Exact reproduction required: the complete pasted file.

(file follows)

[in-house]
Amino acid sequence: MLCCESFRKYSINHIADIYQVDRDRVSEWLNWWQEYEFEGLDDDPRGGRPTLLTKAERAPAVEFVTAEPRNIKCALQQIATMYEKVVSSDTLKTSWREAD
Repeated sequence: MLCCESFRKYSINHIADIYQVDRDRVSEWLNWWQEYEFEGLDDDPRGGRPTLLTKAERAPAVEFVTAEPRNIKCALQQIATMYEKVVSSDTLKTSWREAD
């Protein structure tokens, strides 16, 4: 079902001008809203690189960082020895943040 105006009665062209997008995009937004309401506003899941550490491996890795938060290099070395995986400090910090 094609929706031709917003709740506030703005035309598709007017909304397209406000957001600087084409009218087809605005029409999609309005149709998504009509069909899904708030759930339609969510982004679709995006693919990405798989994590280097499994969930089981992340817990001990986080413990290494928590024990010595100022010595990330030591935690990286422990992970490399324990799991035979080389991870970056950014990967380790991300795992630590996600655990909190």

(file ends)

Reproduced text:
[in-house]
Amino acid sequence: MLCCESFRKYSINHIADIYQVDRDRVSEWLNWWQEYEFEGLDDDPRGGRPTLLTKAERAPAVEFVTAEPRNIKCALQQIATMYEKVVSSDTLKTSWREAD
Repeated sequence: MLCCESFRKYSINHIADIYQVDRDRVSEWLNWWQEYEFEGLDDDPRGGRPTLLTKAERAPAVEFVTAEPRNIKCALQQIATMYEKVVSSDTLKTSWREAD
């Protein structure tokens, strides 16, 4: 079902001008809203690189960082020895943040 105006009665062209997008995009937004309401506003899941550490491996890795938060290099070395995986400090910090 094609929706031709917003709740506030703005035309598709007017909304397209406000957001600087084409009218087809605005029409999609309005149709998504009509069909899904708030759930339609969510982004679709995006693919990405798989994590280097499994969930089981992340817990001990986080413990290494928590024990010595100022010595990330030591935690990286422990992970490399324990799991035979080389991870970056950014990967380790991300795992630590996600655990909190």